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Phoenix Celebrates 3rd Annual 'Thank a Water Hero Day' to honor Essential Water and Wastewater Workershttps://www.phoenix.gov/newsroom/water-services/2479Water Services9/19/2022 12:00:00 PMhttps://www.phoenix.gov/newssite/Lists/NewsArticle/Attachments/2479/Newsroom_ Water_Hero_Day2021lr.pngPhoenix Celebrates 3rd Annual 'Thank a Water Hero Day' to honor Essential Water and Wastewater Workers<div class="ExternalClass34954D3B89EC461BB256817513BA87D9"><html> <div>Phoenix Water will observe Thank a Water Hero Day on Friday, Sept. 23, 2022, to salute water and wastewater professionals for their dedicated service to the community. <br></div><div><br></div><div>The effects of the pandemic are still evident today, with hiring challenges for essential positions. Yet, thousands of water employees in Phoenix and throughout Arizona continue to carry out critical work that provides people with a vital resource – water. </div><div> </div><div>"Our water and wastewater professionals work 24/7 to help make Phoenix an amazing place to live. They endure extreme heat and other challenging conditions to provide clean, safe water to every resident and business," said Phoenix Mayor Kate Gallego. "Of course, we think every day should be Thank a Water Hero Day! So, as we recognize our essential workers on this special day, we also want them to know we're thinking of them year-round."</div><div><br></div><div>The Phoenix Water leadership team will visit many water and wastewater treatment plants, remote facilities, and meter yards to recognize and celebrate all employees during Thank a Water Hero Day. <br></div><div><br></div><div>"Our dedicated staff overcomes daily challenges to deliver high-quality water and wastewater services that Phoenicians need and expect," said Water Services Director Troy Hayes. "I'm proud to lead a team that can focus on the day-to-day demands of a complex water system while managing future planning and infrastructure investment to serve this thriving city in the coming years."</div><div><br></div><div>If you have a story to share thanking water heroes, use these hashtags on social media: #ThankAWaterHero, #PhoenixWater, and #AZWaterHeroes.</div><div><br></div><div>Media are invited to attend the various site visits.<br></div><div><br></div><div><div>Media Contact:<br></div><div>Athena Sanchez</div><div>Public Information Officer, Phoenix Water </div><div>Mobile: 602-621-0507 (call or text)</div><div>Email: <a href="mailto:athena.sanchez@phoenix.gov%20%20" target="_blank"><strong>athena.sanchez@phoenix.gov  </strong></a><br></div><br></div><p><br></p> </html></div>https://www.phoenix.gov/waterservicesNewswater-servicesWater Dept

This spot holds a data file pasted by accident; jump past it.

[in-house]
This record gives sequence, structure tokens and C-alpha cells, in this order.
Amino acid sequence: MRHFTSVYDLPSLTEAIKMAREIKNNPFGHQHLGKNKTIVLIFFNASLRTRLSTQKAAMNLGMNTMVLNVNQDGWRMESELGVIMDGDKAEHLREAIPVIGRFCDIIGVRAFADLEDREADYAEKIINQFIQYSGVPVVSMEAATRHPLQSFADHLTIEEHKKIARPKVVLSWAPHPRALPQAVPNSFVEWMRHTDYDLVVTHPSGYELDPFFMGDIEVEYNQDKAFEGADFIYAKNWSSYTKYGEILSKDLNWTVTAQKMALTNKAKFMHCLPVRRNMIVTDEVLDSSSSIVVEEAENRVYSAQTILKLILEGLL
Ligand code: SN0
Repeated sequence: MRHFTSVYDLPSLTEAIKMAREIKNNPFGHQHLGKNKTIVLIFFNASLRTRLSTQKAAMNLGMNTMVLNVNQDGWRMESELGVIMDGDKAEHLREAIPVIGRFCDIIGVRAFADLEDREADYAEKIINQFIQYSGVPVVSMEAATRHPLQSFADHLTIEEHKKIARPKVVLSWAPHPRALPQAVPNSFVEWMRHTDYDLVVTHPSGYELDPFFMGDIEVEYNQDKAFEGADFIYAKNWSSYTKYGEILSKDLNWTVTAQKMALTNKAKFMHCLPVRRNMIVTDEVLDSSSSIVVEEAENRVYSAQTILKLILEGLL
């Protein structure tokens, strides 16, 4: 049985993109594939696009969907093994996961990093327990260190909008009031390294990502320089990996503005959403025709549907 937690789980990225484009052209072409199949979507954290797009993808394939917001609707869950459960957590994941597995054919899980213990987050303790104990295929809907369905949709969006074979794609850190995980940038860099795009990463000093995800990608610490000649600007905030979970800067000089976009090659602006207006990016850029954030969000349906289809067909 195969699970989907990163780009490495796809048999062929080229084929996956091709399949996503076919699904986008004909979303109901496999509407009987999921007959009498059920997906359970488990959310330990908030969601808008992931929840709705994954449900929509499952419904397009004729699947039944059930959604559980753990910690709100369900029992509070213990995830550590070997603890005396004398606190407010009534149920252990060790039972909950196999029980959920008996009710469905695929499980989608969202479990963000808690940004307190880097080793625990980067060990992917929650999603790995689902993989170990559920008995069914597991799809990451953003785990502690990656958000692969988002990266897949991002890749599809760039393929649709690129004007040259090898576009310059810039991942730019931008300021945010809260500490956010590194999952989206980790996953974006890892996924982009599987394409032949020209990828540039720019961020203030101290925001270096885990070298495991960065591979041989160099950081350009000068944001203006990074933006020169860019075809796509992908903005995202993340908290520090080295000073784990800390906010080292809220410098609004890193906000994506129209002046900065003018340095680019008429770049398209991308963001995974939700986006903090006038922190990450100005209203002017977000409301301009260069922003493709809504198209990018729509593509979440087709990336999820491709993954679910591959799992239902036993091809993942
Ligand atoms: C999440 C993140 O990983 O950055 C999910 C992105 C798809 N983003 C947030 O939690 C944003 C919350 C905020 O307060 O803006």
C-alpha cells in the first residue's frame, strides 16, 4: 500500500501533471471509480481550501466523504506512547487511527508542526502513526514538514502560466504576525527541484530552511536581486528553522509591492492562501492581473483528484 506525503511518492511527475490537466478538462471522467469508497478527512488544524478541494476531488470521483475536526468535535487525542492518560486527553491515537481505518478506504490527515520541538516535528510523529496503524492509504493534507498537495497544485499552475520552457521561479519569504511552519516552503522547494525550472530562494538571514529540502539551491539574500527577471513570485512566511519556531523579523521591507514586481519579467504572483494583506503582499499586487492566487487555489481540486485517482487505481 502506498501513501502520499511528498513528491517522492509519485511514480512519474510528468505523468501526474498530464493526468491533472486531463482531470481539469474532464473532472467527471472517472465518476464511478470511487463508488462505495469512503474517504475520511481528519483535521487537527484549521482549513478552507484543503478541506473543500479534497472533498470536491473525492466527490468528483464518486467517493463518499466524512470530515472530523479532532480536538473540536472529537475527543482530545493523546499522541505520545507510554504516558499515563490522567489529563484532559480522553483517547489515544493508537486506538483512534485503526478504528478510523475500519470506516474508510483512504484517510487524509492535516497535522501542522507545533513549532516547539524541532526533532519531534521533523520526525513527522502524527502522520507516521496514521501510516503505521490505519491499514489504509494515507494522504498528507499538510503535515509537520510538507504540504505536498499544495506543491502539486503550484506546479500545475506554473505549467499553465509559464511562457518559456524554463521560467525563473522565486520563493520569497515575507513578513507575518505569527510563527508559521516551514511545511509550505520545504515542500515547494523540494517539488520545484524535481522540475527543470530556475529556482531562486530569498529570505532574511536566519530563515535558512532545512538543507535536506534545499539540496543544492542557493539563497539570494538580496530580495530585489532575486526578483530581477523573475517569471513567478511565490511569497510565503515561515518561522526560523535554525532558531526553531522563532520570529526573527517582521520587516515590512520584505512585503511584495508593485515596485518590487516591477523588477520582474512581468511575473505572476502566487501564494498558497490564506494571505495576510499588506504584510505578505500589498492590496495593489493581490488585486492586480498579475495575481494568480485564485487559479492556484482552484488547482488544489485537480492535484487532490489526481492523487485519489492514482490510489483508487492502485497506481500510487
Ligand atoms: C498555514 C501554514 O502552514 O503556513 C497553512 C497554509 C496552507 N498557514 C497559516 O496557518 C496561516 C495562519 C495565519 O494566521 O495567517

City of Phoenix Statement on Colorado River Shortagehttps://www.phoenix.gov/newsroom/water-services/2451Water Services8/17/2022 5:00:00 PMhttps://www.phoenix.gov/newssite/Lists/NewsArticle/Attachments/2451/Colorado_River_Interior_Dept_NR_Crop.jpgCity of Phoenix Statement on Colorado River Shortage<div class="ExternalClass560D28C3E3E544E0BAC1E9588D741EF1"><html> <div>Today, the United States Bureau of Reclamation (“Reclamation”) declared a Tier 2a shortage for the Colorado River in 2023. While this reflects accelerating declines in Colorado River flows, Phoenix customer deliveries will not be impacted by this announcement. <br></div> <div> <br> </div> <div>In June, Reclamation stated that to save the Colorado River system additional cuts across all Basin States will be necessary. However, today’s announcement did not include a Basin State plan to reduce demand or a federal unilateral action to save the Colorado River. Given the serious circumstances on the Colorado River, this lack of action is disappointing.</div> <div> <br> </div> <div>Phoenix continues to advocate for additional collaboration throughout the Colorado River Basin and has demonstrated its commitment to sustainability and stability. In 2022 alone, Phoenix voluntarily gave up 23% of its available Colorado River entitlements to stabilize water levels in Lake Mead and help Pinal farmers who lost access to Colorado River supplies. </div> <div> <br> </div> <div>Phoenix stands by its commitment to provide water to 1.7 million customers and is taking proactive actions to ensure water deliveries and reduce dependence on the Colorado River. Phoenix will soon complete the <strong><a href="/waterservices/dpp" target="_blank">Drought Pipeline Project​</a></strong> at a cost of over $300 million, which will move alternate supplies to North Phoenix customers who rely on Colorado River water. Phoenix is continuously improving infrastructure and conducting ecosystem restoration in the Salt River system, which provides 60% of the city’s water. Water recycling and efficiency improvements are also important solutions.</div> <div> <br> </div> <div>The City declared a Stage 1 Water Alert and activated its Drought Management Plan on June 1, 2022, and is asking customers to voluntarily reduce their water use.</div> <div> <br> </div> <div>Since most of our water use is outdoors, watering landscape correctly is one of the easiest and most effective ways to conserve water. If you have grass be sure to water it no more than twice a week, even during the summer. </div> <div> <br> </div> <div>Finding and fixing leaking faucets and toilets is the simplest way to reduce indoor water use. Visually check each faucet and toilet for leaks at least once a month. </div> <div> <br> </div> <div>Choose water efficient landscaping, fixtures, and appliances when building or updating a home.​<br></div> <div> <br> </div> <div>Learn more: <a style="background-color:window;font-size:10pt;" href="https://phoenix.gov/drought" target="_blank"><div style="display:inline !important;"><strong>phoenix.gov/drought</strong></div></a></div> <div> <br> </div> <div>Media Contact:<br></div> <div>Michael Gertzman</div> <div>Senior Public Information Officer </div> <div>Phoenix Water Services <br></div> <div>Desk: 602-534-1209 </div> <div>Email: <a target="_blank" href="mailto:michael.gertzman@phoenix.gov"><strong>michael.gertzman@phoenix.gov</strong></a><br></div> <p> <br> </p> </html></div>https://www.phoenix.gov/waterservicesNewswater-servicesWater Dept